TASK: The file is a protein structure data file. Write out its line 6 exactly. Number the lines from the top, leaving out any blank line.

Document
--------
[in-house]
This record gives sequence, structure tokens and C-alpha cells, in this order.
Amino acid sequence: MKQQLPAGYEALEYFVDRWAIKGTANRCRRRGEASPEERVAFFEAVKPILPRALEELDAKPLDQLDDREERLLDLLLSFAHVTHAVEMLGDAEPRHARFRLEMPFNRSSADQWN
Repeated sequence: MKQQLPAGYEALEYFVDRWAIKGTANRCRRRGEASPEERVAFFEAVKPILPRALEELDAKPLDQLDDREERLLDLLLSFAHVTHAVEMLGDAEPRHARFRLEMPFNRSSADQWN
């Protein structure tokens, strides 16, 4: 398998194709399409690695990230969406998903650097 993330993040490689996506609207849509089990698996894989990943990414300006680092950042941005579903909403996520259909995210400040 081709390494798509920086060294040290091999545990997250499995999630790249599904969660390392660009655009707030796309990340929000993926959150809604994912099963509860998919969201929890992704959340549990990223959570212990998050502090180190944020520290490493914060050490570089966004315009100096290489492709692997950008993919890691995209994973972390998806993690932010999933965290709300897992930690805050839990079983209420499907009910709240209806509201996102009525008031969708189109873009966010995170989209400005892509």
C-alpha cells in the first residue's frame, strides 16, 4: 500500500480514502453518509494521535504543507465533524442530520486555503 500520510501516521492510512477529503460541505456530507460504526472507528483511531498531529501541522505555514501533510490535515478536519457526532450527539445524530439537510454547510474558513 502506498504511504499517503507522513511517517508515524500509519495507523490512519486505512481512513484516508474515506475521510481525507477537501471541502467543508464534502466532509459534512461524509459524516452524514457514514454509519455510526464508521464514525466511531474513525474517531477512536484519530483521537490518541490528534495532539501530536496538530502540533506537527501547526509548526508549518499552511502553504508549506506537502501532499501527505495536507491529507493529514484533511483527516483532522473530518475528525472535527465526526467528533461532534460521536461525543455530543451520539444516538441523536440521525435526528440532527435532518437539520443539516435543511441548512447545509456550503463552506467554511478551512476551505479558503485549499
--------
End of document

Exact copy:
C-alpha cells in the first residue's frame, strides 16, 4: 500500500480514502453518509494521535504543507465533524442530520486555503 500520510501516521492510512477529503460541505456530507460504526472507528483511531498531529501541522505555514501533510490535515478536519457526532450527539445524530439537510454547510474558513 502506498504511504499517503507522513511517517508515524500509519495507523490512519486505512481512513484516508474515506475521510481525507477537501471541502467543508464534502466532509459534512461524509459524516452524514457514514454509519455510526464508521464514525466511531474513525474517531477512536484519530483521537490518541490528534495532539501530536496538530502540533506537527501547526509548526508549518499552511502553504508549506506537502501532499501527505495536507491529507493529514484533511483527516483532522473530518475528525472535527465526526467528533461532534460521536461525543455530543451520539444516538441523536440521525435526528440532527435532518437539520443539516435543511441548512447545509456550503463552506467554511478551512476551505479558503485549499